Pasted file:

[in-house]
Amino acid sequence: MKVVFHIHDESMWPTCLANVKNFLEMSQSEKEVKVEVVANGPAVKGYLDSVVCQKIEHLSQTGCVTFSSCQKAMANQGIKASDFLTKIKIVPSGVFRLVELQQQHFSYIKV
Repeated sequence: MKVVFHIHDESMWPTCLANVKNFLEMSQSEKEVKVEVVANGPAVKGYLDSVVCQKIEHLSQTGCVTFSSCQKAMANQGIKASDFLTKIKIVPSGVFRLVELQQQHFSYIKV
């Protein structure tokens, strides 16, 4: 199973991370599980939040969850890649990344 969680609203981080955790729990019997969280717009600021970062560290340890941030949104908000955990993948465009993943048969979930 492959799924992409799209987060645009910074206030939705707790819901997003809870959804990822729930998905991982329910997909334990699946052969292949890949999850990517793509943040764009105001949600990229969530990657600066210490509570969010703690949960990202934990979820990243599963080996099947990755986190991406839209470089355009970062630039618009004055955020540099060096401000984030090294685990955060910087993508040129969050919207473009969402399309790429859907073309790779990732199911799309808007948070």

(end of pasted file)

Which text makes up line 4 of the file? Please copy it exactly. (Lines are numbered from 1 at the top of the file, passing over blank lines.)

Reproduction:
């Protein structure tokens, strides 16, 4: 199973991370599980939040969850890649990344 969680609203981080955790729990019997969280717009600021970062560290340890941030949104908000955990993948465009993943048969979930 492959799924992409799209987060645009910074206030939705707790819901997003809870959804990822729930998905991982329910997909334990699946052969292949890949999850990517793509943040764009105001949600990229969530990657600066210490509570969010703690949960990202934990979820990243599963080996099947990755986190991406839209470089355009970062630039618009004055955020540099060096401000984030090294685990955060910087993508040129969050919207473009969402399309790429859907073309790779990732199911799309808007948070």